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Last updated on: June 6, 2005 11:05 AM

Kingston Harbour - A rich history

Kingston Harbour has played an important role in the history of all the groups that have lived on the surrounding land. Its aquamarine waters provided fishing for the Tainos; a port for the Spanish, a port and naval base for British pirates and naval forces from which they attacked the Spanish Main, and home and business district for Jamaicans for over three centuries.

The city of Kingston was born out of disaster. A small band of frightened people crossed the body of water later known as Kingston Harbour after a catastrophic earthquake destroyed Port Royal in 1692. They settled on a piece of land where Colonel Barry kept a herd of pigs, known as Colonel Barry's Hog Crawle. This was the beginning of a city which later was called Kingston, and in 1872 took from Spanish Town the title of capital city of Jamaica.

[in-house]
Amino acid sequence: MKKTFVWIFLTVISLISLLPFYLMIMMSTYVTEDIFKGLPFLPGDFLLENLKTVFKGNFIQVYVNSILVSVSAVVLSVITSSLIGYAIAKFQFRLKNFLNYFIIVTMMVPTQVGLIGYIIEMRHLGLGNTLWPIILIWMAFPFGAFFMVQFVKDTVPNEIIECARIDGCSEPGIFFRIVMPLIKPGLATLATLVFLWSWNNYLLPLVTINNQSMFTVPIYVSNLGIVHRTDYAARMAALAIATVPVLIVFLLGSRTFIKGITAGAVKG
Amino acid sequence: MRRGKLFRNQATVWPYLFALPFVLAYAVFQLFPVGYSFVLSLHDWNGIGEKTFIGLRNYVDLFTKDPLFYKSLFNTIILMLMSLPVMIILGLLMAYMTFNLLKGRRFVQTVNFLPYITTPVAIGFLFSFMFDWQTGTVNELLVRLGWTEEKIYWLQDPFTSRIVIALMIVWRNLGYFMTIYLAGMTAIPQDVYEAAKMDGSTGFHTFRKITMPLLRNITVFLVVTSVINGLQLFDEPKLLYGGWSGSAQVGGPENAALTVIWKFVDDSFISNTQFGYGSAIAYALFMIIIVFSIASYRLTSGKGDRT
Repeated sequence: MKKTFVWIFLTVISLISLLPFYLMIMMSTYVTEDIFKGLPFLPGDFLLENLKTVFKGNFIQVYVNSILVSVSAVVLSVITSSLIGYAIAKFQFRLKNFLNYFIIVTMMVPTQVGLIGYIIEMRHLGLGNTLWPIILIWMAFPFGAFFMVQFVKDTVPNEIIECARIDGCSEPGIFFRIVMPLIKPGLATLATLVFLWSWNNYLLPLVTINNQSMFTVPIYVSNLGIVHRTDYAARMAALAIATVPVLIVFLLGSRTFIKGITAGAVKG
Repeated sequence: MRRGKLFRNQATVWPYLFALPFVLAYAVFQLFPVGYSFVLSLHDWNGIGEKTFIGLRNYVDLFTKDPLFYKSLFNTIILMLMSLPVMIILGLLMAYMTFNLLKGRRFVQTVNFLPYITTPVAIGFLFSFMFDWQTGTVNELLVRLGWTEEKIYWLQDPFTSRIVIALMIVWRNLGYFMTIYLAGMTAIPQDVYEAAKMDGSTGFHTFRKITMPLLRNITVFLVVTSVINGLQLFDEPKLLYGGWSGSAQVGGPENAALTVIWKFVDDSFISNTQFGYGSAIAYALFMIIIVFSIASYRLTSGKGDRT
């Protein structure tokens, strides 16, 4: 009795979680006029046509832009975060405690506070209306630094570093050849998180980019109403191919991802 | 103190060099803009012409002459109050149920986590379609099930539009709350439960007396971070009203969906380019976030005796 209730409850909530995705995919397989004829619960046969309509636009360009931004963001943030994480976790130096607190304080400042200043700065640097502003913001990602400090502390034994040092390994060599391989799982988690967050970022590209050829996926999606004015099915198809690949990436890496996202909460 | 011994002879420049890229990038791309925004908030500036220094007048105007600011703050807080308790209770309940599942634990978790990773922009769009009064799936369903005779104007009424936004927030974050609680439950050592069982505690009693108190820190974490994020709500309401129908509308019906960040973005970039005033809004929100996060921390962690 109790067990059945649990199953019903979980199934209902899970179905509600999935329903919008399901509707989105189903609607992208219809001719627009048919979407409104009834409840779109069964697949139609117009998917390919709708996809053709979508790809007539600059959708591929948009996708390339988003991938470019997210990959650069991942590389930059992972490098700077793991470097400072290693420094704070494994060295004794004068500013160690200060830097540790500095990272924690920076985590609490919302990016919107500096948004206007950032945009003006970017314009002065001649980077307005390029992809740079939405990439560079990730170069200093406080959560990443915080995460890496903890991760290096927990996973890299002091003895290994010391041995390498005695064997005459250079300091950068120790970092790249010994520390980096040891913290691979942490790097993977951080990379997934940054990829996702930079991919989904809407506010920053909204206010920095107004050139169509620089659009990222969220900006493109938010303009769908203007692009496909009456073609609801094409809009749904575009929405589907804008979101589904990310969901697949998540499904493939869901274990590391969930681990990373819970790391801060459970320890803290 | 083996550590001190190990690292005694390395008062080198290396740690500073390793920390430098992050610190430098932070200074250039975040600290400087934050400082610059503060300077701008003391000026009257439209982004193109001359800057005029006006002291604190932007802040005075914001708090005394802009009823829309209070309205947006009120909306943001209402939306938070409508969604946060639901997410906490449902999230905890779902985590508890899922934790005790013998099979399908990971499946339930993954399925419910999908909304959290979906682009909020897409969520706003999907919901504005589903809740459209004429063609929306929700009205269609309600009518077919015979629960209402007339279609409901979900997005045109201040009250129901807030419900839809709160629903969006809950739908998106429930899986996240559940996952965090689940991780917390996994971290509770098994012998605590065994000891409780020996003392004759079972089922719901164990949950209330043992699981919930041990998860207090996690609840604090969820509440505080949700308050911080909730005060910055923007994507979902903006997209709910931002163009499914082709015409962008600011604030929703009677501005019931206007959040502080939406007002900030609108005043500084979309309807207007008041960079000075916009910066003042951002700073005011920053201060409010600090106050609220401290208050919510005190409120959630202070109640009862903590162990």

Surviving Monuments of Kingston Harbour
Some interesting surviving monuments of Kingston Harbour's history may still be seen by the curious visitor, they include:

•Kingston's old port: for 275 years a series of finger piers occupied the area along the waterfront from Hanover Street in the east to Wherry Wharf in the west. This gave way to the modern port of Kingston in the 1960s.

•Myrtle Bank Hotel: the site occupied by this once famous hotel is now an open lot, with a few remaining royal palms. One of the first hotels in Jamaica, it was a world renowned hotel with references in international novels, frequently visited by royalty & VIPs.

•Victoria Pier: This pier at the end of King Street was visited by cruise ships from the 1940s to the 1960s. Opposite the pier was a market, later a crafts market, now the site of the Ministry of Health (former Oceana Hotel).

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